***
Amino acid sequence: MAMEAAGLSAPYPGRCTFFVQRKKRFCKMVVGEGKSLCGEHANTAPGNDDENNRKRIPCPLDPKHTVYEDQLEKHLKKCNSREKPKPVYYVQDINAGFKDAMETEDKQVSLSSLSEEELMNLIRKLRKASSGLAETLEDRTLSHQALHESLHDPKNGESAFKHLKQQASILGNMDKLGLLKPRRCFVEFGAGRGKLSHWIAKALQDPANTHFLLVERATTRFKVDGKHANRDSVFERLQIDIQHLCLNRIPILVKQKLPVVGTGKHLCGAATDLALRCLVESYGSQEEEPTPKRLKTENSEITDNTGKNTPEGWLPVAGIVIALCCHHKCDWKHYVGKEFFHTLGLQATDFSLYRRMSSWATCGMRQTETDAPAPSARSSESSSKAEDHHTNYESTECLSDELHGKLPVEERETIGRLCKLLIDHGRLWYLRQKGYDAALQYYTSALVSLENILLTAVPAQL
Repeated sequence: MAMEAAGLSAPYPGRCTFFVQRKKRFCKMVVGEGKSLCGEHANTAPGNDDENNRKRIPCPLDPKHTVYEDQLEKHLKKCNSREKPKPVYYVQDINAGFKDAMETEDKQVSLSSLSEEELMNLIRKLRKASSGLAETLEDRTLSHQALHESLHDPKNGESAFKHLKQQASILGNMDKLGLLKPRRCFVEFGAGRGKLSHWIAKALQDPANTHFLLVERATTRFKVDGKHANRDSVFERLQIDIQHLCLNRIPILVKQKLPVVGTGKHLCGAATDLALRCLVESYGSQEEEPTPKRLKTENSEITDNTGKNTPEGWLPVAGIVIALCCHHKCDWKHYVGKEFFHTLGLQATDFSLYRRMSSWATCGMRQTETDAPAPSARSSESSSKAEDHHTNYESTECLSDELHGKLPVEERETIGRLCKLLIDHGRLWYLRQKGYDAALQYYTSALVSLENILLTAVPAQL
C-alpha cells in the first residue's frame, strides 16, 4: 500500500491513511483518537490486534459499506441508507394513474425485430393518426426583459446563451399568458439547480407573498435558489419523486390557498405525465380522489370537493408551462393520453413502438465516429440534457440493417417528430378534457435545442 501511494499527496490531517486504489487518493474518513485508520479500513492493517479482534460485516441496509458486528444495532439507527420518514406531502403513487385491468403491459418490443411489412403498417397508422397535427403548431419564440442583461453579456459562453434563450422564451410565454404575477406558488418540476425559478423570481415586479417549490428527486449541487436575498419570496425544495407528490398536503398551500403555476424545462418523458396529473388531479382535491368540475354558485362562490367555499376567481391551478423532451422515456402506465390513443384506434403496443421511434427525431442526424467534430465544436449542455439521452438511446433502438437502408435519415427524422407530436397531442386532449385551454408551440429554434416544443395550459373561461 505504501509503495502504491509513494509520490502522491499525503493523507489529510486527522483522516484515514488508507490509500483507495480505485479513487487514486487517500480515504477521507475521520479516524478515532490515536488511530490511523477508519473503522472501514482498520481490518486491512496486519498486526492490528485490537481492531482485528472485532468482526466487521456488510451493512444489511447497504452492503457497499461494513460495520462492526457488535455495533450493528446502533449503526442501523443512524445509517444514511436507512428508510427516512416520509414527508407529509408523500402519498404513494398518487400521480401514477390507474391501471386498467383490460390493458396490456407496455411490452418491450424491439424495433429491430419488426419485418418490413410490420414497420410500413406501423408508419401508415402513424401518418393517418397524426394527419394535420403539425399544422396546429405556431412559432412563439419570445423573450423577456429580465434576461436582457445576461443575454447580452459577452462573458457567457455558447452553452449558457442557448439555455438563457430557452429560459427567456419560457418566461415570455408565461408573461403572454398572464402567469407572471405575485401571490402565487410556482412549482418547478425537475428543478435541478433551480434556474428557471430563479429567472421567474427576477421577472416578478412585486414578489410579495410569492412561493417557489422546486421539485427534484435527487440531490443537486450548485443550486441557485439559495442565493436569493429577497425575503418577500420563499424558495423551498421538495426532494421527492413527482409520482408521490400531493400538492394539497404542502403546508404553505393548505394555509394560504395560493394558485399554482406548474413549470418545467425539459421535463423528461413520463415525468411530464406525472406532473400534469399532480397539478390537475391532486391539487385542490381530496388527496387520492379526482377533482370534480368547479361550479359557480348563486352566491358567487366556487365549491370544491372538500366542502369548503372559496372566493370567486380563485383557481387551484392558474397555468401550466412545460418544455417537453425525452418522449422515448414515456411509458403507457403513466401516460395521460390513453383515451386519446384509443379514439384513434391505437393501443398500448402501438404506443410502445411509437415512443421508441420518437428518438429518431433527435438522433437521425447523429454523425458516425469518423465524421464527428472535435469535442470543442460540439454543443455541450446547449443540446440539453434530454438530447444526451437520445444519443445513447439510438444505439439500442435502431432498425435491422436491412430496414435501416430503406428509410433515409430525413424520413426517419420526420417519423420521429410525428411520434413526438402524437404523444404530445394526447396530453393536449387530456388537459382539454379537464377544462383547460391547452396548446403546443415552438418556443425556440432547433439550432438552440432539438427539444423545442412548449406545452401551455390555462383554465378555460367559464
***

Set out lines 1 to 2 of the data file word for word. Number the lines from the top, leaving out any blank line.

Amino acid sequence: MAMEAAGLSAPYPGRCTFFVQRKKRFCKMVVGEGKSLCGEHANTAPGNDDENNRKRIPCPLDPKHTVYEDQLEKHLKKCNSREKPKPVYYVQDINAGFKDAMETEDKQVSLSSLSEEELMNLIRKLRKASSGLAETLEDRTLSHQALHESLHDPKNGESAFKHLKQQASILGNMDKLGLLKPRRCFVEFGAGRGKLSHWIAKALQDPANTHFLLVERATTRFKVDGKHANRDSVFERLQIDIQHLCLNRIPILVKQKLPVVGTGKHLCGAATDLALRCLVESYGSQEEEPTPKRLKTENSEITDNTGKNTPEGWLPVAGIVIALCCHHKCDWKHYVGKEFFHTLGLQATDFSLYRRMSSWATCGMRQTETDAPAPSARSSESSSKAEDHHTNYESTECLSDELHGKLPVEERETIGRLCKLLIDHGRLWYLRQKGYDAALQYYTSALVSLENILLTAVPAQL
Repeated sequence: MAMEAAGLSAPYPGRCTFFVQRKKRFCKMVVGEGKSLCGEHANTAPGNDDENNRKRIPCPLDPKHTVYEDQLEKHLKKCNSREKPKPVYYVQDINAGFKDAMETEDKQVSLSSLSEEELMNLIRKLRKASSGLAETLEDRTLSHQALHESLHDPKNGESAFKHLKQQASILGNMDKLGLLKPRRCFVEFGAGRGKLSHWIAKALQDPANTHFLLVERATTRFKVDGKHANRDSVFERLQIDIQHLCLNRIPILVKQKLPVVGTGKHLCGAATDLALRCLVESYGSQEEEPTPKRLKTENSEITDNTGKNTPEGWLPVAGIVIALCCHHKCDWKHYVGKEFFHTLGLQATDFSLYRRMSSWATCGMRQTETDAPAPSARSSESSSKAEDHHTNYESTECLSDELHGKLPVEERETIGRLCKLLIDHGRLWYLRQKGYDAALQYYTSALVSLENILLTAVPAQL